Password: schedBuilder

      Thanks for the help - I guess I just hadn't thought of using HTML::Template quite the way you showed (in the next post, actually), but that looks like it might do just the trick.

      - Sherlock

      Update: The link in the original post should now be fixed - thanks to tye.

      Skepticism is the source of knowledge as much as knowledge is the source of skepticism.
Re: Interactive Form Creation/Maintenance
by markjugg (Curate) on May 09, 2001 at 23:28 UTC
    I use HTML::Template as Sifmole does. Sometimes I also use HTML::FillInForm to make my work even easier. Frequently I'll run a page through HTML::Template and then through HTML::FillInForm.

    I have some documentation with examples of this here


Re: Interactive Form Creation/Maintenance
by HamNRye (Monk) on May 10, 2001 at 23:08 UTC


    I personally use formats to output HTML. That with a good use of stylesheets can be very powerful. Plus, you can design the HTML in an editor and then make way for vars. A good editor like Homesite can then also make your HTML editable in the same Perl script. Just switch your language preferences.

    Here is an example: (I alrady had it up...)

    ############################################################ # Call the format from sub "write_file" # Most HTML attributes defined via Style Sheet. ############################################################ format F = <html> <head> <title>Harris Status</title> <meta http-equiv="REFRESH" content="60; url=harstat.asp"> <link rel="STYLESHEET" type="text/css" href="ichk2.css"> <style> td.fn { color: @<<<<< ; $otxt letter-spacing : @<px; $osp } td.repct { color: @<<<<< ; $repcol } </style> </head> <body background="sandston.gif"> <p align=center>Harris Status as of <%= Now() %> <table width="300" height="100"> <tr> <td bgcolor=@<<<<> $stat{images1} <div align="center" class="sname"> Images 1 <img src=@<<<<<<<<<<<> $light{images1} </div> </td> <td bgcolor=@<<<<> $stat{images3} <div align="center" class="sname"> Images 3 <img src=@<<<<<<<<<<<> $light{images3} </div> </td> </tr> <tr> <td colspan="2"> <div class="rep"> <U>Current Replication Status</U> <table width=290><tr> <td class=server>@<<<<<<<< </td><td class=date>@<<<<<<<< </td><td clas +s=time>@<<<<<<<< </td><td class=repct> @<<<< </td> $images1[0], $images1[1], $images1[2], $images1[3] </tr><tr> <td class=server>@<<<<<<<< </td><td class=date>@<<<<<<<< </td><td clas +s=time>@<<<<<<<< </td><td class=repct> @<<<< </td> $images3[0], $images3[1], $images3[2], $images3[3] </tr></table> </div> <div class=ottl> Files to be Output: <B>@>>></b></div> $fct <div class="out"> <table width=290> ~~ <tr><td class="fn">^>>>>>>>>>>>>>>>>>>>>>>></td></tr> $outpt </table></div> </td></tr> </table> </body> </html> .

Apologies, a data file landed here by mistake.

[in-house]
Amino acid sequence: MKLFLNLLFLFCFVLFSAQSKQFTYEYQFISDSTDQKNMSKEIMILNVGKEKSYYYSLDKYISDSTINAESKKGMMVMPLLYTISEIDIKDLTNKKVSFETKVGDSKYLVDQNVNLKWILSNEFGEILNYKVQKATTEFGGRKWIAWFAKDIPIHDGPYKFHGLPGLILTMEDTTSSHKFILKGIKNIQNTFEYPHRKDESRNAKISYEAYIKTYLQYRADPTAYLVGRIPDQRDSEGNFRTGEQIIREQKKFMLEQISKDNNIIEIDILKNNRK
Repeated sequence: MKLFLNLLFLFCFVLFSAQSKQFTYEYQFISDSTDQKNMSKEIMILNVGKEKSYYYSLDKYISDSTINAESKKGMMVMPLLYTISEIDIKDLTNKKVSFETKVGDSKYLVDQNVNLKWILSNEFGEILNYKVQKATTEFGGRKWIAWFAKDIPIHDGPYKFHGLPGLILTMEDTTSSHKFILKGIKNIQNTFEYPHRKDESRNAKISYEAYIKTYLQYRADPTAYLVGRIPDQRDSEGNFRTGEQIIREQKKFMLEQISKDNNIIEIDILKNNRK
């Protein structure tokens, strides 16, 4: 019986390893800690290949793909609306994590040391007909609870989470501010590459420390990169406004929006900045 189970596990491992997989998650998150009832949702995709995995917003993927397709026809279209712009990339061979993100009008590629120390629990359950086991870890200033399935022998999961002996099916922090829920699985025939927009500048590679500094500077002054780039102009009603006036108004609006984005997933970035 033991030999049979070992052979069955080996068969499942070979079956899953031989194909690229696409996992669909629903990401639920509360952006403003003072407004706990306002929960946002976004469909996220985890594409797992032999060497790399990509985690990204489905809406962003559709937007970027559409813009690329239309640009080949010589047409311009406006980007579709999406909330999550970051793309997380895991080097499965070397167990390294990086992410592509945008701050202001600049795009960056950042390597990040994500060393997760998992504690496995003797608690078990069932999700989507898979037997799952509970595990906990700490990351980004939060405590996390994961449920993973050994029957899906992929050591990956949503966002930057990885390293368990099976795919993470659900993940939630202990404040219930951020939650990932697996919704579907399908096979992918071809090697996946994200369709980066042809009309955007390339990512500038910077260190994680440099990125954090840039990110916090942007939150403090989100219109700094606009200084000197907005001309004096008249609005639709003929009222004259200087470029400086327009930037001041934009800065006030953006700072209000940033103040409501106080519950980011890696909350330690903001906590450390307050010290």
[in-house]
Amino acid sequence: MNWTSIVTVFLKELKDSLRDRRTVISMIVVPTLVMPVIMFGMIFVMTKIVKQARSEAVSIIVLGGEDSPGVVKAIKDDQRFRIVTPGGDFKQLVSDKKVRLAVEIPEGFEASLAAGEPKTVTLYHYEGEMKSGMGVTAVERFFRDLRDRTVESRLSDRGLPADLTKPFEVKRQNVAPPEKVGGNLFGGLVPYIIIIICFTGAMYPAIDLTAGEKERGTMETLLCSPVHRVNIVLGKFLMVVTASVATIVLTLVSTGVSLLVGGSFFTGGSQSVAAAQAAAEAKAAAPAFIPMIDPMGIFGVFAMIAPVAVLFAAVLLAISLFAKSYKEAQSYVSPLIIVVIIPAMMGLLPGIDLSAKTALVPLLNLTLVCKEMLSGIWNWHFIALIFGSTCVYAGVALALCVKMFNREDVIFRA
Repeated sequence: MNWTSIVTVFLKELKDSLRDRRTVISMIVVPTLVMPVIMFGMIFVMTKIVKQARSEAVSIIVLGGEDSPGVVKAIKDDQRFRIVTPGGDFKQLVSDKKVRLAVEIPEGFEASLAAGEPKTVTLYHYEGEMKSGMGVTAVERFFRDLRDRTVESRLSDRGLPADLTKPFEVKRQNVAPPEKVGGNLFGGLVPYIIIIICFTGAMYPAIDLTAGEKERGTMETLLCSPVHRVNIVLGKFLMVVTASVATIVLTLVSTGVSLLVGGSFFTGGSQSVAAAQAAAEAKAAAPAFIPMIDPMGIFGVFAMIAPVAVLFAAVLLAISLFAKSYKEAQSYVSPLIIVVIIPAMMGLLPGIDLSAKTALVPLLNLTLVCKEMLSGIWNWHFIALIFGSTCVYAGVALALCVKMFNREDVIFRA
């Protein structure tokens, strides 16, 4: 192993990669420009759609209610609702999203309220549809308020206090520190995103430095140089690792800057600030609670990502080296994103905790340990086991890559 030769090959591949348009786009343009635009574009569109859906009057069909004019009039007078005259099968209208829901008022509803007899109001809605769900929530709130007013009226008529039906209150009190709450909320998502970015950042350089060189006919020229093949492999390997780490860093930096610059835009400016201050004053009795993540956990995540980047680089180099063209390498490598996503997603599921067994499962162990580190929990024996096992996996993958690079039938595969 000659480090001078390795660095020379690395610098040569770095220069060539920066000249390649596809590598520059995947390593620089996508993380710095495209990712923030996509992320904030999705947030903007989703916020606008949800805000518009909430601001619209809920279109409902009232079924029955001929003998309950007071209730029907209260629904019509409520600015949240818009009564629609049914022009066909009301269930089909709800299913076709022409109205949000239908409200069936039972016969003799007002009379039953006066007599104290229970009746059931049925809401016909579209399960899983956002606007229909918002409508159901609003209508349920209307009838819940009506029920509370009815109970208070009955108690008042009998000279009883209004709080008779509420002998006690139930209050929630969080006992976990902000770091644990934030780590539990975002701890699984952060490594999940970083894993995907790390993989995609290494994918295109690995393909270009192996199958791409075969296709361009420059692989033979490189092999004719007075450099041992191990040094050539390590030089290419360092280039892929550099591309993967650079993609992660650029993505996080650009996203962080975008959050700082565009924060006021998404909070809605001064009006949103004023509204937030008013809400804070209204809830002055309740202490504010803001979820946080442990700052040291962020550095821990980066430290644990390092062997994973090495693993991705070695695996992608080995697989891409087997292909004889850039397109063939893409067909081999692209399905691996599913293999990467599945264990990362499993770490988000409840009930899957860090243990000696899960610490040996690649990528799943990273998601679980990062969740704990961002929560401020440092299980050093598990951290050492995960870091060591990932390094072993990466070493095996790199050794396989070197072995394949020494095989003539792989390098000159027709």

By using classes and stylesheets, I can change the appearance of my output in a completely separate file. (And in the case of daemons, without stopping and starting for every "new compile".) I also use style declarations in the HTML (cascading baby) to define things that I would like the program to be able to alter.

    I personally find to be too much of a pain. I think the $co->h1(->p('EEEK!')); #screw syntax method of writing this stuff is godawful. Plus, between this and Tk, I get tired of typing "->" and "=>" all the friggin' time.

    The fact of it is, TMTOWTDI... I think the block printing code will be much easier to maintain. Plus, if you read Saint Larry's thoughts on Perl 6, the syntax for the top example looks to be changing (not soon of course) while the second example looks to have stable syntax. While this is not an immediate issue, do you want to have to learn the OO methods for again when you go to modify this code? (Hmmm, rewrite it in Perl 6 or dig up my old Perl 5 black book and try to figure it out.)

    Ask this, will you be the only one maintaining the code?? Do you want to be?? If you would like the flexability of allowing users to change the look and feel, using my method with a stylesheet is muy convenient. (On many programs the users have their own stylesheets and can modify the program UI individually.) If not, If you think that maintenance will be done by some other Perl God, and you'd like to keep the uninitiated out of it, use the OO methods to really obfuscate your code.

    Whatever works for you.